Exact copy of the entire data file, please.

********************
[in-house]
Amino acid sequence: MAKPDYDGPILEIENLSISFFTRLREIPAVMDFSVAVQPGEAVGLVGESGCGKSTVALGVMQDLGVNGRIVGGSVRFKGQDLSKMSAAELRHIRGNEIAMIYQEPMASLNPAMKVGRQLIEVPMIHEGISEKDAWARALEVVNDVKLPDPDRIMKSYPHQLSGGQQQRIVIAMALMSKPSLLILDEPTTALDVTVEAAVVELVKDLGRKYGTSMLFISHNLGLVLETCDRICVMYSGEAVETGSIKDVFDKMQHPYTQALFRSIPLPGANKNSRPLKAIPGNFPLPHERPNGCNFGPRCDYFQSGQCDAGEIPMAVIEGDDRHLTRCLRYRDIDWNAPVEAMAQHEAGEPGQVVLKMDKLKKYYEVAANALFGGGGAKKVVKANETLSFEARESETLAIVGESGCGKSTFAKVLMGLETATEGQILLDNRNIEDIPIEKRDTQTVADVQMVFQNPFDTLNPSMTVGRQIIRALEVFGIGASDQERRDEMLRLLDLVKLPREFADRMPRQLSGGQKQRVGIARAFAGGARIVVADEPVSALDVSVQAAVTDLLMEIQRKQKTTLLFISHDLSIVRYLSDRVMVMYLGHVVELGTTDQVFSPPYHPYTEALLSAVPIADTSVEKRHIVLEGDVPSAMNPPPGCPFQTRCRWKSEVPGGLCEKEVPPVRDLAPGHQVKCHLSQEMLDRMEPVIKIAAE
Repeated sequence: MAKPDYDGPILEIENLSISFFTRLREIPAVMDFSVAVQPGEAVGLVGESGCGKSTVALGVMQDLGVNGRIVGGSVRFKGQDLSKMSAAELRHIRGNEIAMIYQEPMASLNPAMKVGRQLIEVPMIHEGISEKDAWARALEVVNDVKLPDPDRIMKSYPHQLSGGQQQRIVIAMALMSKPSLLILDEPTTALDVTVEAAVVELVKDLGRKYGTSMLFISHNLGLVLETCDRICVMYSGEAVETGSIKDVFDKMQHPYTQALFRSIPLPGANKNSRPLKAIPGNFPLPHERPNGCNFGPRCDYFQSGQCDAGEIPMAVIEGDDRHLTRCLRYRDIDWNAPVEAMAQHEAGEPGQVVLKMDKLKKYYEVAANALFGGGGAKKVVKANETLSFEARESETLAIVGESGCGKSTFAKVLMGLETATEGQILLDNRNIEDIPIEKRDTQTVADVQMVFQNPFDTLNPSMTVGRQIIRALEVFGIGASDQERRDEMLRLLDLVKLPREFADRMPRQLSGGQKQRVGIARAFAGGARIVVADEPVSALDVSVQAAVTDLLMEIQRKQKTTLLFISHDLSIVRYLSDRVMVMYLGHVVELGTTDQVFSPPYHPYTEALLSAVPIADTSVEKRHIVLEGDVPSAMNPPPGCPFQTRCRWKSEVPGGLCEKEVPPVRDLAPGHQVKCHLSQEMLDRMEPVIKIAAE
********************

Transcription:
[in-house]
Amino acid sequence: MAKPDYDGPILEIENLSISFFTRLREIPAVMDFSVAVQPGEAVGLVGESGCGKSTVALGVMQDLGVNGRIVGGSVRFKGQDLSKMSAAELRHIRGNEIAMIYQEPMASLNPAMKVGRQLIEVPMIHEGISEKDAWARALEVVNDVKLPDPDRIMKSYPHQLSGGQQQRIVIAMALMSKPSLLILDEPTTALDVTVEAAVVELVKDLGRKYGTSMLFISHNLGLVLETCDRICVMYSGEAVETGSIKDVFDKMQHPYTQALFRSIPLPGANKNSRPLKAIPGNFPLPHERPNGCNFGPRCDYFQSGQCDAGEIPMAVIEGDDRHLTRCLRYRDIDWNAPVEAMAQHEAGEPGQVVLKMDKLKKYYEVAANALFGGGGAKKVVKANETLSFEARESETLAIVGESGCGKSTFAKVLMGLETATEGQILLDNRNIEDIPIEKRDTQTVADVQMVFQNPFDTLNPSMTVGRQIIRALEVFGIGASDQERRDEMLRLLDLVKLPREFADRMPRQLSGGQKQRVGIARAFAGGARIVVADEPVSALDVSVQAAVTDLLMEIQRKQKTTLLFISHDLSIVRYLSDRVMVMYLGHVVELGTTDQVFSPPYHPYTEALLSAVPIADTSVEKRHIVLEGDVPSAMNPPPGCPFQTRCRWKSEVPGGLCEKEVPPVRDLAPGHQVKCHLSQEMLDRMEPVIKIAAE
Repeated sequence: MAKPDYDGPILEIENLSISFFTRLREIPAVMDFSVAVQPGEAVGLVGESGCGKSTVALGVMQDLGVNGRIVGGSVRFKGQDLSKMSAAELRHIRGNEIAMIYQEPMASLNPAMKVGRQLIEVPMIHEGISEKDAWARALEVVNDVKLPDPDRIMKSYPHQLSGGQQQRIVIAMALMSKPSLLILDEPTTALDVTVEAAVVELVKDLGRKYGTSMLFISHNLGLVLETCDRICVMYSGEAVETGSIKDVFDKMQHPYTQALFRSIPLPGANKNSRPLKAIPGNFPLPHERPNGCNFGPRCDYFQSGQCDAGEIPMAVIEGDDRHLTRCLRYRDIDWNAPVEAMAQHEAGEPGQVVLKMDKLKKYYEVAANALFGGGGAKKVVKANETLSFEARESETLAIVGESGCGKSTFAKVLMGLETATEGQILLDNRNIEDIPIEKRDTQTVADVQMVFQNPFDTLNPSMTVGRQIIRALEVFGIGASDQERRDEMLRLLDLVKLPREFADRMPRQLSGGQKQRVGIARAFAGGARIVVADEPVSALDVSVQAAVTDLLMEIQRKQKTTLLFISHDLSIVRYLSDRVMVMYLGHVVELGTTDQVFSPPYHPYTEALLSAVPIADTSVEKRHIVLEGDVPSAMNPPPGCPFQTRCRWKSEVPGGLCEKEVPPVRDLAPGHQVKCHLSQEMLDRMEPVIKIAAE